Science & Technology
27th Aug, 2019
A majority of the debris created by India’s anti-satellite test seem to have disintegrated according to the latest assessment of space debris by NASA.
- India had shot down its 740-kg Microsat-R satellite on March 27 this year in a demonstration of its capability to destroy the space-based infrastructure of an enemy country.
- That anti-satellite test made India only the fourth country in the world to have demonstrated this capability.
- The destroyed satellite had disintegrated into several small and big pieces, and added to a large amount of debris in space, which is considered a threat to functional satellites and other space assets.
- At that time, India had said that since the test was carried out in the lower atmosphere, it did not expect to add any significant amount of space debris.
- Space debris, also called space junk, artificial material that is orbiting Earth but is no longer functional.
- This material can be as large as a discarded rocket stage or as small as a microscopic chip of paint.
- Much of the debris is in low Earth orbit, within 2,000 km (1,200 miles) of Earth’s surface; however, some debris can be found in geostationary orbit 35,786 km (22,236 miles) above the Equator.
- Kessler syndrome postulates that crashes would first be seen between fragments and larger objects like satellites and would eventually be between two fragments. Crashes will continue till the debris becomes very small.
- There is almost 7,000 tons of active space debris—from old satellites and spacecraft to lost components and spent rocket parts—orbiting Earth at any given moment. While some of the space junk in orbit decays with time, debris that is located at a higher orbit can take years to disintegrate.
- There is no binding international legal rule (yet) which prohibits the wanton creation of space debris.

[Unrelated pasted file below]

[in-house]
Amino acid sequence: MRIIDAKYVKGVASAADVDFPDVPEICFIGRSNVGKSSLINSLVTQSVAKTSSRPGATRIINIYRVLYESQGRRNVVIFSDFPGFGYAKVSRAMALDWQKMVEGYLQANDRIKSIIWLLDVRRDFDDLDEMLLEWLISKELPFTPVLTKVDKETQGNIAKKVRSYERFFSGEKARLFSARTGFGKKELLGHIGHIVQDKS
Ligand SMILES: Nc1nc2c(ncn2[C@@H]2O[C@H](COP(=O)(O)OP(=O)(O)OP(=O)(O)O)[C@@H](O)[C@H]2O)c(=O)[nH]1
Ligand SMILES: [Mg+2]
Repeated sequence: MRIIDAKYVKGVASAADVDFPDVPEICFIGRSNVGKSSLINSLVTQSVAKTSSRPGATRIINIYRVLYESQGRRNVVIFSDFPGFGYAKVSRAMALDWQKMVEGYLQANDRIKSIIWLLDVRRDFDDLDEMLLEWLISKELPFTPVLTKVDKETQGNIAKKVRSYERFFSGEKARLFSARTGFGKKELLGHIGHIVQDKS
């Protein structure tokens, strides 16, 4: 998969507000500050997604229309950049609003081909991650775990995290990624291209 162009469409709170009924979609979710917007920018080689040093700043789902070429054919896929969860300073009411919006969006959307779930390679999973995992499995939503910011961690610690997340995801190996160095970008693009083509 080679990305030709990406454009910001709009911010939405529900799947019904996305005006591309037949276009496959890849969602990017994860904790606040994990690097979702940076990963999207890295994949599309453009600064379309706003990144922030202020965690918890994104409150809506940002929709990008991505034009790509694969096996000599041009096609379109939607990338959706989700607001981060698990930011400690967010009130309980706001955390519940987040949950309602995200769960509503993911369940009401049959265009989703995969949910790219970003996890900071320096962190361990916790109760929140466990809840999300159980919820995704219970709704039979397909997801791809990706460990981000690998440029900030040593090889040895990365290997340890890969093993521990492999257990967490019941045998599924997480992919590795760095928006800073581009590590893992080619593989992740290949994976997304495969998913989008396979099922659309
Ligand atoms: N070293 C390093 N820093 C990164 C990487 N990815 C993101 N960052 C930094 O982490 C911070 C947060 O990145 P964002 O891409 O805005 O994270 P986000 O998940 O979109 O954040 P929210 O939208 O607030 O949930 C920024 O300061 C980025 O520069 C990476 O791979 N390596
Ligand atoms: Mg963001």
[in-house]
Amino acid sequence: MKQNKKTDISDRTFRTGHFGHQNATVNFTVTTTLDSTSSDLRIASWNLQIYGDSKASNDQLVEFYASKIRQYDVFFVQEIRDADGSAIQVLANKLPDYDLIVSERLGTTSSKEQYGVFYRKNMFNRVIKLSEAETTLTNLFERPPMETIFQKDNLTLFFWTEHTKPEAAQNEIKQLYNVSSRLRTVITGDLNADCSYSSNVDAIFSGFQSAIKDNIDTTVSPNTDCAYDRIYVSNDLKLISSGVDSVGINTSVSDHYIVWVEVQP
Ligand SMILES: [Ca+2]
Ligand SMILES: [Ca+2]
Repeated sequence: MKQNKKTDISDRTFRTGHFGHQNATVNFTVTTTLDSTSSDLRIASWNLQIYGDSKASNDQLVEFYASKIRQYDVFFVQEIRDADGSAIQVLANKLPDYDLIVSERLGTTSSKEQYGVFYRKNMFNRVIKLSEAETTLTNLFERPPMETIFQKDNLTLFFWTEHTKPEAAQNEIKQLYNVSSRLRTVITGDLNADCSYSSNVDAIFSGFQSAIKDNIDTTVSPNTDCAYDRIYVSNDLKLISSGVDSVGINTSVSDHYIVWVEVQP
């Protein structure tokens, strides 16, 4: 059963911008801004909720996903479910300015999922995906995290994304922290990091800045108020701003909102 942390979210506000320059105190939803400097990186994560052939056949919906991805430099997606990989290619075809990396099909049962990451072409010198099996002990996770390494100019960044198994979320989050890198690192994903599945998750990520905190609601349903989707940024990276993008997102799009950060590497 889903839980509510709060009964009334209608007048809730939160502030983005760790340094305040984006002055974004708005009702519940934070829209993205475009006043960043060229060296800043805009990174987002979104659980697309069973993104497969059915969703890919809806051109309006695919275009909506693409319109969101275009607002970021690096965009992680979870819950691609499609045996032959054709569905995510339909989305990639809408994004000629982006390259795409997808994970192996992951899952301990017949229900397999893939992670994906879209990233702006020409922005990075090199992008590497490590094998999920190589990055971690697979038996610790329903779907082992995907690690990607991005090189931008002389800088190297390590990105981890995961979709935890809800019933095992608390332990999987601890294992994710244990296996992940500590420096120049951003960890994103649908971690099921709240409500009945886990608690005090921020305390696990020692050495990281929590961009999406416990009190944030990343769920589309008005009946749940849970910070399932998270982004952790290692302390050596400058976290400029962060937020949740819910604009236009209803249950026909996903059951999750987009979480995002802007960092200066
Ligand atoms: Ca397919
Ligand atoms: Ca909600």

- 1967 Outer Space Treaty bars states party to the treaty from placing weapons of mass destruction in Earth orbit.
- Since 2002, the world's space powers have complied with an informal code of conduct to avoid the creation of space junk and the United Nations has endorsed a resolution along those lines.
Removal of debris
There have been several initiatives to remove debris like global mitigation measures by Committee on the Peaceful Uses of Outer Space, and Inter-Agency Space Debris Coordination Committee (IADC) ; e-Deorbit mission of European space agency etc. However RemoveDEBRIS mission launched by European Union is a significant one.
The RemoveDEBRIS mission is led by the Surrey Space Centre (SSC) at the University Of Surrey, UK, and is co-funded by the European Commission and other partners, including prominent European space companies and institutions.
Rather than engaging in active debris removal (ADR) of real space debris, the RemoveDEBRIS mission plan is to test the efficacy of several ADR technologies on mock targets in low Earth orbit.
- It showcases four methods of capturing artificial debris targets.
- The targets are two CubeSats (miniaturized satellites provided by the SSC) that are carried inside the main platform.
- The first demonstration involves a net that is deployed (net capture) at the target CubeSat.
- The second experiment sees the use of a harpoon, which is launched at a target plate made of “representative satellite panel materials". This is a first-of-its-kind harpoon capture in orbit.
- The third experiment using the other CubeSat involves vision-based navigation. Using cameras and LiDAR (light detection and ranging), the platform sends data about the debris back to the ground for processing.
- The fourth experiment sees the RemoveDEBRIS spacecraft deploy a large dragsail to speed up its de-orbiting process. As it enters Earth’s atmosphere, the spacecraft will burn up, leaving no debris behind.